MeeGo, Qt and Nokia

As told by my colleague Esther on her blog, we recently made a work for the subject “Project Management” about Dawn Foster (Intel’s Community Manager for MeeGo), this has made us to be aware of the latest news on Meego, that have not been few…

Meego is a project created from the merger of two platforms Nokia’s Maemo (which was based on Debian Linux distribution and originally used GTK as its GUI and application framework) and Intel’s Moblin. In January 2008, Nokia acquired Trolltech, the developer of the Qt application framework, and started using Qt library as the default in Maemo.

The first big news regarding Meego was the partnership between Nokia and Microsoft to adopt Windows Phone 7 as Nokia’s primary smartphone platform, which made us wonder about the future of MeeGo and Qt. Shortly after we knew that Nokia was selling off its Qt software licensing and professional business.

What were the reasons for Nokia to make these decisions?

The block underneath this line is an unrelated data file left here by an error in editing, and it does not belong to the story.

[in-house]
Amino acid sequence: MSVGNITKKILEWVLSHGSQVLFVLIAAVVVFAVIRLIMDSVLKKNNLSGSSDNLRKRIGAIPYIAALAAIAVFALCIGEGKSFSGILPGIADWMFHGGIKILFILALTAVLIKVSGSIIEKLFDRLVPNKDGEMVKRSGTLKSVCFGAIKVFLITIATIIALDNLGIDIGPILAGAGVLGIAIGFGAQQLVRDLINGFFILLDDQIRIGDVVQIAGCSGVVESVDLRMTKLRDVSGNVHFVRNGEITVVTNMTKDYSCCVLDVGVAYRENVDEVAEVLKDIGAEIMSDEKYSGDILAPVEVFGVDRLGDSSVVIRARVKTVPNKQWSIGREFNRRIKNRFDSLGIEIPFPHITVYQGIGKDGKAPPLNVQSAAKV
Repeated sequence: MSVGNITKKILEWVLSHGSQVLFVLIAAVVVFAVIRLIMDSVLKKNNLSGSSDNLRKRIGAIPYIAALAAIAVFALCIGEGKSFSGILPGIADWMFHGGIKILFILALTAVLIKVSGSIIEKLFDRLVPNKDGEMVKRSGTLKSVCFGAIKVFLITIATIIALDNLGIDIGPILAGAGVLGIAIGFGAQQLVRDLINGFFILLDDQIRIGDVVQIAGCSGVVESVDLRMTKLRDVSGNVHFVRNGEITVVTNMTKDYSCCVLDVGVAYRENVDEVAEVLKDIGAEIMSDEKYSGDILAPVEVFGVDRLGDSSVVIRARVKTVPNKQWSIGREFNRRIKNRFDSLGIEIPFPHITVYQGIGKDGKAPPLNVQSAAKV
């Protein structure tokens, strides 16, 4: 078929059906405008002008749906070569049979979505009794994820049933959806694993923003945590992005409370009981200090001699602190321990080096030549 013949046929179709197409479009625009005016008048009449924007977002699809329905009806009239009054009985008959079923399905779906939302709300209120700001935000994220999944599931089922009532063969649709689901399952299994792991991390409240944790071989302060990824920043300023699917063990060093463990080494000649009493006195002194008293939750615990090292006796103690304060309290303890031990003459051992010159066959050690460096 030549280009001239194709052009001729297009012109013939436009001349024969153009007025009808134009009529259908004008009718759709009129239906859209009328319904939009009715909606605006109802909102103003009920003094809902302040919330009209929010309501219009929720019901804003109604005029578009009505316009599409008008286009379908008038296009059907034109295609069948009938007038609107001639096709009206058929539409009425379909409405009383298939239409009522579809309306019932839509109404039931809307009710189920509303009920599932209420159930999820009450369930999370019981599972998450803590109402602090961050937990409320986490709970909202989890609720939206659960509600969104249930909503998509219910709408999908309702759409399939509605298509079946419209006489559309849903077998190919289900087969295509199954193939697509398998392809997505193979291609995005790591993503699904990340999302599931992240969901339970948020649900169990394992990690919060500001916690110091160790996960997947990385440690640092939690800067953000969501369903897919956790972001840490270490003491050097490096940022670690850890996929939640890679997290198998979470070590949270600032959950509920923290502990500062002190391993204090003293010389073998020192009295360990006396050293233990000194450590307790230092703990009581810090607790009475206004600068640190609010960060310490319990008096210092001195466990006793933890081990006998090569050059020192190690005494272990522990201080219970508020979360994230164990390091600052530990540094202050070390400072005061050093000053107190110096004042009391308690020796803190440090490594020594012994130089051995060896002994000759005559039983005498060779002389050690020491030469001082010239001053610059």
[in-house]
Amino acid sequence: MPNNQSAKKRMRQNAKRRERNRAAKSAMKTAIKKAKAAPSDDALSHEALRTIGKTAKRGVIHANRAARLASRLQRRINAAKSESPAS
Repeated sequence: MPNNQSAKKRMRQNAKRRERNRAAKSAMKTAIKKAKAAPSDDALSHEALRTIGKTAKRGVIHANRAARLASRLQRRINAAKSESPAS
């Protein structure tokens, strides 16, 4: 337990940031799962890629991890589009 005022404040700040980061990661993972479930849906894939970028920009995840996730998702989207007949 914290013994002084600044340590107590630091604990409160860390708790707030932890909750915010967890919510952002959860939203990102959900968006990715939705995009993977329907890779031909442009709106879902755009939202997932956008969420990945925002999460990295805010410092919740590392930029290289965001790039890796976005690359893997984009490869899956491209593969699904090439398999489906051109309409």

Nokia was losing significant market share against Android and iPhone and needed an operating system for its smartphones to keep up on the market. Symbian was not up to Android or iOS and Meego was taking too long to be ready, this has caused investors get impatient and Nokia has chosen to go for Windows 7. Is it a good choice for Nokia? We do not know by now …

How these choices affect a MeeGo and Qt?

The good news is that Intel has come out in defense of MeeGo and said that it has a future even after Nokia’s decision to use Microsoft’s software in smartphones, MeeGo will be used in tablets and mobile phones this year. In other work we made for “Project Management” we knew that GENIVI (an automotive alliance) has chosen MeeGo for its In-Vehicle Infotainment (IVI) system. So it seems that Meego has enough support to go ahead …

Qt has a dual-license model, providing open LGPL and commercial license alternatives. Digia (the company that has accquired Qt professional business) will now be responsible for issuing all Qt Commercial software licenses and for providing dedicated services and support to licensees. We do not know how this may affect the future of Qt, but as published by Sebastian Nystrom (head of MeeGo in Nokia): “Nokia and Digia have started this collaboration together, and both will be ensuring their work benefits all of the Qt community, not just LGPL or commercial licensees.” Let’s hope so …


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